It is confusing to hear totally opposed accounts about microcredit – most recently from Devinder Sharma and Prakash Bakshi on one hand and on the other, Mohammed Yunus and Mahabub Hossain. All have the ring of truth.
Interest rates, margins, administrative charges
Devinder quotes Prakash Bakshi, Executive Director of NABARD, the Government of India’s development bank, which offers credit for the promotion and development of agriculture and integrated rural development: “in a static village economy . . . two-thirds of the villagers directly live on non-cash-crop agriculture, and another 20% are small-time artisans. The cycle of economic activities for these people range from about six months to one year. None of them generate income to meet weekly repayments, and none of these activities generate a rate of return to afford interest rates of 20-40%.”
That sounds authentic – but microfinance institutions claim to charge 12-15 percent (flat) interest.
Despite these claims Bangladesh’s Microcredit Regulatory Authority asserts that charges are “at least double or more of this reported figure depending on the number of installments, grace period, other terms and conditions such as compulsory savings, upfront cut, processing fees, etc.”
NABARD’s website informs readers that charges vary from 5% to 25% . Large farmers, firms, corporate borrowers including state-owned corporations, forest development corporations provide ‘margin money’ up to 25% of the investment cost. Grameen does not cater for large borrowers, but can be seen as competing with NABARD for business in the lower income bracket.
Earlier this year, Muhammad Yunus wisely called on the microcredit regulator to set standardised interest rates for microfinance institutions to clear suspicion and establish transparency. “It’s a sensitive point in Bangladesh and everywhere else. I think it will be a great service by the Microcredit Regulatory Authority if they can fix the interest rate,” he said at the closing of an international conference on microcredit organised by MRA at Sonargaon Hotel.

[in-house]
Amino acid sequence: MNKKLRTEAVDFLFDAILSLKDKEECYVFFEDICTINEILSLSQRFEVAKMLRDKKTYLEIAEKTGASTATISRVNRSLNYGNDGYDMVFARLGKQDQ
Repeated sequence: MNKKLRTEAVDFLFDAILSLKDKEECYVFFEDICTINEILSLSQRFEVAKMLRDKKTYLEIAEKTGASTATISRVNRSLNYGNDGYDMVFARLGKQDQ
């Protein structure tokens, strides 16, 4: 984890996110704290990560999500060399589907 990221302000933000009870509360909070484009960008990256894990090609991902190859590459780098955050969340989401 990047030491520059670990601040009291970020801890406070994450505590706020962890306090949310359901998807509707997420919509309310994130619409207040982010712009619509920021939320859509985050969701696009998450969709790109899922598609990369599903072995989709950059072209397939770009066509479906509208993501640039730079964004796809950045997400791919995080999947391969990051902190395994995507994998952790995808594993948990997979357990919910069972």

A positive point is that, as savers in ’richer’ countries now get very low interest from their accounts, the Bank’s poor members in Bangladesh enjoy 12% on theirs.
Has micro-credit, ‘helped millions of people lift themselves out of poverty’?
A 2005 paper gave an overview of reports on the impact of microcredit on the poor in Bangladesh. Dr Hossain cited evidence from borrowers’ accounts of their “before-after” situation. He concluded that both per capita income and household income were positively associated with the amount of credit obtained from Grameen Bank. His later survey found that 91% of Grameen Bank members improved their economic conditions after joining the Bank.
Later research concluded that microcredit institutions can have a positive impact on combating poverty. Khandker and Chowdbury examined the impact of Grameen Bank and BRAC. They found that a greater number of loans meant a lower incidence of poverty for all participants. In the Grameen Bank villages, for instance, 76% of participants who have taken no loans or only one loan are below the poverty line, compared with only 57% percent of those who have taken five or more loans.
A later study by Khandker and Chowdbury showed that the poverty rate members fell by around 15% for the moderate poor and by 25% for the ultrapoor when borrowers had a loan for up to three years. Detractors say that the ultrapoor do not get loans from these institutions . . .
So the conclusion is
“The result is multiple borrowings, multiple defaults and, in the end, agrarian distress, notwithstanding the so-called prompt repayments received by the MFIs” – Prakash Pakshi.
“91% of Grameen Bank members improved their economic conditions after joining the Bank” – Mahabub Hossain.
The economists quoted here all have a vested interest: either they have some connection with the government, independent microcredit institutions or the World Bank.
The truth could be established by an open-minded investigator holding many unsupervised meetings with micro-credit borrowers whom s/he has selected – and returning to them after a few years.
Devinder Sharma has just sent the good news that the AP govt has cracked down on MFIs. It has decided to reduce the interest rate to 3 per cent as he had suggested in his earlier blog.